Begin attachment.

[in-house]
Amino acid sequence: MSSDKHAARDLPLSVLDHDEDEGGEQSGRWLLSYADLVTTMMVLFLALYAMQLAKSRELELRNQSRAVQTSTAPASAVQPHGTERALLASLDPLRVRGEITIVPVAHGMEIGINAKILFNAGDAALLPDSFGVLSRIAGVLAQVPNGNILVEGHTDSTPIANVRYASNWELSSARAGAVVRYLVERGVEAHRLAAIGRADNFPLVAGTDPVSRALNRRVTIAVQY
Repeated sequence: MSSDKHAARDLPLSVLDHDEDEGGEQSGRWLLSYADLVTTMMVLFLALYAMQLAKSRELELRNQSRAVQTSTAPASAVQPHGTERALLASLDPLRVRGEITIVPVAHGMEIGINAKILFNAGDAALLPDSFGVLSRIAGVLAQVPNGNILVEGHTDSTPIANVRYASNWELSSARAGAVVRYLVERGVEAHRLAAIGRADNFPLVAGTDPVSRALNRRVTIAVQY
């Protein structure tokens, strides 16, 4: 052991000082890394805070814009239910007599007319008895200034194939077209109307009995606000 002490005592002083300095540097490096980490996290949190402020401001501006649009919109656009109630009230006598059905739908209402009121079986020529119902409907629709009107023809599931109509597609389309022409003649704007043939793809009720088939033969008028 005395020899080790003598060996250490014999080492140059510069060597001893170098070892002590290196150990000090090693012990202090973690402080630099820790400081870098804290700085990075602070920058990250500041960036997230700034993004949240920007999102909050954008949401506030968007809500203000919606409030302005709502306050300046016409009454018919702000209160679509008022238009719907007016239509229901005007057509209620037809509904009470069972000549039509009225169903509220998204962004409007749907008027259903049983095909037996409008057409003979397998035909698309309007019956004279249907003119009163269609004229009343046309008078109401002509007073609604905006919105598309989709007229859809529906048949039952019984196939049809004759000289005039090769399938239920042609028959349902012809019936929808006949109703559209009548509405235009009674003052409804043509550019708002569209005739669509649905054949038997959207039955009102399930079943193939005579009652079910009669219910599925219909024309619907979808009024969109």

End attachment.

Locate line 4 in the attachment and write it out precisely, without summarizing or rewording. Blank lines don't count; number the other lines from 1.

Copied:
């Protein structure tokens, strides 16, 4: 052991000082890394805070814009239910007599007319008895200034194939077209109307009995606000 002490005592002083300095540097490096980490996290949190402020401001501006649009919109656009109630009230006598059905739908209402009121079986020529119902409907629709009107023809599931109509597609389309022409003649704007043939793809009720088939033969008028 005395020899080790003598060996250490014999080492140059510069060597001893170098070892002590290196150990000090090693012990202090973690402080630099820790400081870098804290700085990075602070920058990250500041960036997230700034993004949240920007999102909050954008949401506030968007809500203000919606409030302005709502306050300046016409009454018919702000209160679509008022238009719907007016239509229901005007057509209620037809509904009470069972000549039509009225169903509220998204962004409007749907008027259903049983095909037996409008057409003979397998035909698309309007019956004279249907003119009163269609004229009343046309008078109401002509007073609604905006919105598309989709007229859809529906048949039952019984196939049809004759000289005039090769399938239920042609028959349902012809019936929808006949109703559209009548509405235009009674003052409804043509550019708002569209005739669509649905054949038997959207039955009102399930079943193939005579009652079910009669219910599925219909024309619907979808009024969109």